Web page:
At this point, I was seven months pregnant with Little ThreeYear #2. The company offered us a very generous moving package, so we packed up our house, staged it for sale, and called in the real estate agent.

snowy house

Remember when I said we bought high and sold low? When we talked to our real estate agent, we asked what we needed to price the house at for it to sell. Other houses in our neighborhood had been on the market for over a year, in what was the worst real estate market in Atlanta in 100 years (2010).

We were in the midst of the financial meltdown, and housing prices were steadily dropping. Our fair city had been hit hard by mortgage fraud, where groups of “investors” would come in to a neighborhood, buy a house, and turn around and “sell” it to their friends, sending the price artificially up. Now, we were bearing the effects of that and the bubble. So we set our asking price $30,000 less than what we bought it for, which was also less than the equity we had in it.

A Ray of Sunlight

We actually had multiple offers in two weeks because we priced the house appropriately (everyone else was still trying to list their houses at closer to what they’d bought them for so they weren’t selling). When we sold the house, instantly all of the money that we put into our down payment ($12,000), and all of the equity that we thought we had accumulated over the four years we lived in the house was gone. Thanks to our relocation package, we were able to offset most of the loss.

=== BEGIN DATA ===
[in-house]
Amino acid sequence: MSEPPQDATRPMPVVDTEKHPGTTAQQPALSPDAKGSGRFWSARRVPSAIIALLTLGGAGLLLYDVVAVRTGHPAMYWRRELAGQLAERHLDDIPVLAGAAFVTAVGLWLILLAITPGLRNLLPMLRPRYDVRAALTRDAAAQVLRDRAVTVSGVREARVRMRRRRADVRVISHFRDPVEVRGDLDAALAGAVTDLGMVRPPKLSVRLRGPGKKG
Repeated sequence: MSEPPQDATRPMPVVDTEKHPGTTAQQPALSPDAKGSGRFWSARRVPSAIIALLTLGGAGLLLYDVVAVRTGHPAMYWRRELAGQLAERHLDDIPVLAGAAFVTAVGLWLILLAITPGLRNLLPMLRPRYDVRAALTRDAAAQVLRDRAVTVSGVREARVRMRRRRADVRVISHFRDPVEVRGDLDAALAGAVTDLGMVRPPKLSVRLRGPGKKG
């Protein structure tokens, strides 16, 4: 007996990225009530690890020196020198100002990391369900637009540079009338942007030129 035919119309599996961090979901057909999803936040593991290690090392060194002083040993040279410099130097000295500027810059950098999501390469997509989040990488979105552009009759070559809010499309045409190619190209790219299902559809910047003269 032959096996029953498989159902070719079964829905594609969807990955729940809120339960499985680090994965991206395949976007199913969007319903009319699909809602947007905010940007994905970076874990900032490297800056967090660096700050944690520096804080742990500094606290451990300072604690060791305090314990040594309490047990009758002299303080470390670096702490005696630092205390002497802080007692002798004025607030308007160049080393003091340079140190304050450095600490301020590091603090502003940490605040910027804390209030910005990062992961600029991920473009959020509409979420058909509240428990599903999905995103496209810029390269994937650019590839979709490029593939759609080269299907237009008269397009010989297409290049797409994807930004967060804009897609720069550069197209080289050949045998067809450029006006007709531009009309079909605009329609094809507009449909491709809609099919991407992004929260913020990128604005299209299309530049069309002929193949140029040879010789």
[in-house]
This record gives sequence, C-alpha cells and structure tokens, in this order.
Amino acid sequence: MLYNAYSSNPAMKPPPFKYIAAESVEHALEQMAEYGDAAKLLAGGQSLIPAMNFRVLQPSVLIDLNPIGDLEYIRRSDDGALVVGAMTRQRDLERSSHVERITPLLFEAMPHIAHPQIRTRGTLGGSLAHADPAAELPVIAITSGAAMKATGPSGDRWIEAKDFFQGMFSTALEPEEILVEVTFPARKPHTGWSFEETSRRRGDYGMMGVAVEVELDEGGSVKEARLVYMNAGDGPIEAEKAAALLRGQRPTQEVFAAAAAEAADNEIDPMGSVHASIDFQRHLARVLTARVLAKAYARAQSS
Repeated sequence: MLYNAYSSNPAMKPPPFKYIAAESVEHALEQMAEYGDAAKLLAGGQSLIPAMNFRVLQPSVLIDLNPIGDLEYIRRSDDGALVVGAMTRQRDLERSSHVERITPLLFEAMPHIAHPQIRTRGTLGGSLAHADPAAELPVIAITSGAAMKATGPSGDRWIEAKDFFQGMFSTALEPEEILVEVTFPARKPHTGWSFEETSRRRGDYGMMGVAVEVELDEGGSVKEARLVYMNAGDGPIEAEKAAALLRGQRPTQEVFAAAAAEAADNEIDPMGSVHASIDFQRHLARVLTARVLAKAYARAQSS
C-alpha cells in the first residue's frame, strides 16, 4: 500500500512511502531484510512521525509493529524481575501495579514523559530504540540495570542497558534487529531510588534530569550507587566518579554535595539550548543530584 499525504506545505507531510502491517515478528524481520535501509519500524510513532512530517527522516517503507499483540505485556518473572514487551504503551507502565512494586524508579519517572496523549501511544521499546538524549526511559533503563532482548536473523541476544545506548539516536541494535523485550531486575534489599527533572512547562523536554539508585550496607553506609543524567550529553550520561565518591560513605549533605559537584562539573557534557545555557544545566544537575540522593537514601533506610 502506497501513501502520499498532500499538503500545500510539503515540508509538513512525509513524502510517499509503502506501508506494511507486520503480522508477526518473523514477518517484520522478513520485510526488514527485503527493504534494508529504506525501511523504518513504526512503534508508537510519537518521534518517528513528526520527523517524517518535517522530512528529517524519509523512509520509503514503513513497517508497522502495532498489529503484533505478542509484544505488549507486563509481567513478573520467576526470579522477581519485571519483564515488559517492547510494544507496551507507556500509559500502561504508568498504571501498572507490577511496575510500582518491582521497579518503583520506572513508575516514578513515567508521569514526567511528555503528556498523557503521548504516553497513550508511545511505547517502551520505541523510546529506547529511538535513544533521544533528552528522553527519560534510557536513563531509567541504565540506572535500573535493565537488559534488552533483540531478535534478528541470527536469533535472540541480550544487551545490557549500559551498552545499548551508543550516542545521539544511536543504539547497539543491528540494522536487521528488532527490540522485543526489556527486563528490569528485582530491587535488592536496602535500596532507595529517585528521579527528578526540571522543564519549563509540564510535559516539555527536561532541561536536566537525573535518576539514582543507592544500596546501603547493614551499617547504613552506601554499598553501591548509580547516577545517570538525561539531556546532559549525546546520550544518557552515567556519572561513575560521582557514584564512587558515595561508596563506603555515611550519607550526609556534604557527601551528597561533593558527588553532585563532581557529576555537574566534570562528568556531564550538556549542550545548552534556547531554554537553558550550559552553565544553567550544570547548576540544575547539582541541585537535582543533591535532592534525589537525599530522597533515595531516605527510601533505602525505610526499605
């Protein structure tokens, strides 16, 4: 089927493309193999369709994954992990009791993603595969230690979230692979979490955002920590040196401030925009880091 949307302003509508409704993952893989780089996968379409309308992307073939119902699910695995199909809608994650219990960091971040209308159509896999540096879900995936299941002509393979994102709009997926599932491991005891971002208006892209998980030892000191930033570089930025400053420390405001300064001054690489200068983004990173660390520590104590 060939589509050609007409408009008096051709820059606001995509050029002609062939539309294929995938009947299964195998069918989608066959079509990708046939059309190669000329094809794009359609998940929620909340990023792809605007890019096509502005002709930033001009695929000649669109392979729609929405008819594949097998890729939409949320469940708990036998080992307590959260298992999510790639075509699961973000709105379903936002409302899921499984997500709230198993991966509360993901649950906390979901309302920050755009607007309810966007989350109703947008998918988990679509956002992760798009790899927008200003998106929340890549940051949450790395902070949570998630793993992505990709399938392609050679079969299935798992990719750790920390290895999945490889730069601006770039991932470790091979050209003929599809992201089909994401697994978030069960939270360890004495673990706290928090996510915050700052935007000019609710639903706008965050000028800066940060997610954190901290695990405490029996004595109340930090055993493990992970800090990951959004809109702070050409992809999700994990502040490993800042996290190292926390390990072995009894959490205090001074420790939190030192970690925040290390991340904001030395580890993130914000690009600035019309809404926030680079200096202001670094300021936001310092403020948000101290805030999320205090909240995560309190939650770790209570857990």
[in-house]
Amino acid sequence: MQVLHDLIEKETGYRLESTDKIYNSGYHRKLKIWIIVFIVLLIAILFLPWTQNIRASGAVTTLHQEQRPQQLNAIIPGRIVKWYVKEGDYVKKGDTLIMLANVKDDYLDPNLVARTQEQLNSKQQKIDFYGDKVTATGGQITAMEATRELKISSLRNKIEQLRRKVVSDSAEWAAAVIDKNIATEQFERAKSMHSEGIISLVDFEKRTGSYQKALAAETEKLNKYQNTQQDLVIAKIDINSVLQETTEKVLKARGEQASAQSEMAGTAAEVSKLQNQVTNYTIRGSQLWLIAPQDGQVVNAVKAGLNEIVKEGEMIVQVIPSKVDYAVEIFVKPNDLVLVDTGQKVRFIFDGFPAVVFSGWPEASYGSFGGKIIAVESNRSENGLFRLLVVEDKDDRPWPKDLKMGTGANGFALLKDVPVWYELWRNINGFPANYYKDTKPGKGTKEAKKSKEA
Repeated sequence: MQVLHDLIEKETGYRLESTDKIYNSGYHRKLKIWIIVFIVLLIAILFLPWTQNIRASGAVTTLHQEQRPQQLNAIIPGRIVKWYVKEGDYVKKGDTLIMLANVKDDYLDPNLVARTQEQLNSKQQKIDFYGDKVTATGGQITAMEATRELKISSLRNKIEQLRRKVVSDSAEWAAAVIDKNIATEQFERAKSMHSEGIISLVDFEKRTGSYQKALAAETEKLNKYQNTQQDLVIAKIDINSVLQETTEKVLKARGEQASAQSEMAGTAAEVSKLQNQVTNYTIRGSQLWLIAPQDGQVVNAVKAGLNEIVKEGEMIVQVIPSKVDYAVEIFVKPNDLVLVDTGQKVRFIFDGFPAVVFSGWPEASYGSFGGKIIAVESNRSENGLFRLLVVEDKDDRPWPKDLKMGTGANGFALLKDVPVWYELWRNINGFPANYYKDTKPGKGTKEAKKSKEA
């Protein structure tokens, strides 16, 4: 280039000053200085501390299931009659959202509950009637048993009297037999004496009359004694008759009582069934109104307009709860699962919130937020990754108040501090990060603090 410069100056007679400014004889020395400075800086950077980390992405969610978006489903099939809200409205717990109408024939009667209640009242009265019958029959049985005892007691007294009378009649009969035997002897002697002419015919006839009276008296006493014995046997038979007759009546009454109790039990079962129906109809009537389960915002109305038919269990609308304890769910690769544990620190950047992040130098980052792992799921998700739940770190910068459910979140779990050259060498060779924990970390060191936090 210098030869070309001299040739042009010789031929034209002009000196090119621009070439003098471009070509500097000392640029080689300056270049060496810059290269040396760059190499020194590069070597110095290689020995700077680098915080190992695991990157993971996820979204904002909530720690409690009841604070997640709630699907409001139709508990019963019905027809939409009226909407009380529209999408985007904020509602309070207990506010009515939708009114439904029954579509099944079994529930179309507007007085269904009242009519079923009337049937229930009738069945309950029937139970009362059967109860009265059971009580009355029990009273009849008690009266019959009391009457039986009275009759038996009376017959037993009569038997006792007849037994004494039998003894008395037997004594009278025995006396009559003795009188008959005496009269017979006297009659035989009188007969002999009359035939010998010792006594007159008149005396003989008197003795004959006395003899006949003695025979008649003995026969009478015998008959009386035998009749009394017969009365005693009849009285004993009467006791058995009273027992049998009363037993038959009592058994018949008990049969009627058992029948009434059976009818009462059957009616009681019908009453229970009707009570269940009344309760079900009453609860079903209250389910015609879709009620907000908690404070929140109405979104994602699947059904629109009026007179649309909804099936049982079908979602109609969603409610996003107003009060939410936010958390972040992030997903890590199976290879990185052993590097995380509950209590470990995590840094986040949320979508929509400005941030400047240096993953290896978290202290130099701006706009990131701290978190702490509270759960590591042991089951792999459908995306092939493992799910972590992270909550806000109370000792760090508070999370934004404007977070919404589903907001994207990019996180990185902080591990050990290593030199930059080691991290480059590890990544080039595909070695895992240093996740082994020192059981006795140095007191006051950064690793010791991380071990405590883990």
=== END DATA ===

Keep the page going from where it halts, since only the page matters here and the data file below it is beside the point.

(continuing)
Starting Over

When we we considered moving to New Hampshire in 2010, we were completely debt free and did have some retirement savings from when we wised up and saved 25% of our incomes, but we did not have the money for a house down payment.


Smart Decision #3: Renting, Not Buying

Because of our terrible real estate experience, we were determined to rent in our new state. We lived in a hotel room for about two weeks and then moved into a nice house we had rented and settled in to our new community. I was extremely glad to be in a house again, because about a month later, I had our second son. We spent the next two years settling in (which means learning what the heck to do with four feet of snow in our yard during a winter that lasts six months!) and saving. We saved as much cash as we possibly could, just putting the minimum into Hub’s retirement so we could get the match.